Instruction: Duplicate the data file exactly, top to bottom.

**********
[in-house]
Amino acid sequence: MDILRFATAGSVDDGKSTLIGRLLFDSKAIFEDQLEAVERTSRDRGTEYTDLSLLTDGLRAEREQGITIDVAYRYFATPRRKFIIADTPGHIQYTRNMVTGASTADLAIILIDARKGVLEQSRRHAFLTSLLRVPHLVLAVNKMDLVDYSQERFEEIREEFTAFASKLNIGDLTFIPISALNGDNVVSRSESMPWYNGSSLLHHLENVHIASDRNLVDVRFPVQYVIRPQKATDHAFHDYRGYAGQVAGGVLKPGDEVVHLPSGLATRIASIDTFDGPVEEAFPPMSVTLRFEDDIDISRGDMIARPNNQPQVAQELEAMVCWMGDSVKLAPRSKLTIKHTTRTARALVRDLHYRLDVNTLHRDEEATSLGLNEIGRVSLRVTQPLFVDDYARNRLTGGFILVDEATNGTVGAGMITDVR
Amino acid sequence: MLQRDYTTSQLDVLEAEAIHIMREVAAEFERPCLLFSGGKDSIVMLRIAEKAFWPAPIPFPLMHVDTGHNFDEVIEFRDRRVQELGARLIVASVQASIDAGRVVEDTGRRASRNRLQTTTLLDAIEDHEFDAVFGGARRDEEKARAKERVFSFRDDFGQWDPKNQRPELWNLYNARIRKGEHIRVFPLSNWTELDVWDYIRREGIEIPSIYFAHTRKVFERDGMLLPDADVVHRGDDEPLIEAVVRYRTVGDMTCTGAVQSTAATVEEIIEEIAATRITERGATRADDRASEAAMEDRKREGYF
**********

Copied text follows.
[in-house]
Amino acid sequence: MDILRFATAGSVDDGKSTLIGRLLFDSKAIFEDQLEAVERTSRDRGTEYTDLSLLTDGLRAEREQGITIDVAYRYFATPRRKFIIADTPGHIQYTRNMVTGASTADLAIILIDARKGVLEQSRRHAFLTSLLRVPHLVLAVNKMDLVDYSQERFEEIREEFTAFASKLNIGDLTFIPISALNGDNVVSRSESMPWYNGSSLLHHLENVHIASDRNLVDVRFPVQYVIRPQKATDHAFHDYRGYAGQVAGGVLKPGDEVVHLPSGLATRIASIDTFDGPVEEAFPPMSVTLRFEDDIDISRGDMIARPNNQPQVAQELEAMVCWMGDSVKLAPRSKLTIKHTTRTARALVRDLHYRLDVNTLHRDEEATSLGLNEIGRVSLRVTQPLFVDDYARNRLTGGFILVDEATNGTVGAGMITDVR
Amino acid sequence: MLQRDYTTSQLDVLEAEAIHIMREVAAEFERPCLLFSGGKDSIVMLRIAEKAFWPAPIPFPLMHVDTGHNFDEVIEFRDRRVQELGARLIVASVQASIDAGRVVEDTGRRASRNRLQTTTLLDAIEDHEFDAVFGGARRDEEKARAKERVFSFRDDFGQWDPKNQRPELWNLYNARIRKGEHIRVFPLSNWTELDVWDYIRREGIEIPSIYFAHTRKVFERDGMLLPDADVVHRGDDEPLIEAVVRYRTVGDMTCTGAVQSTAATVEEIIEEIAATRITERGATRADDRASEAAMEDRKREGYF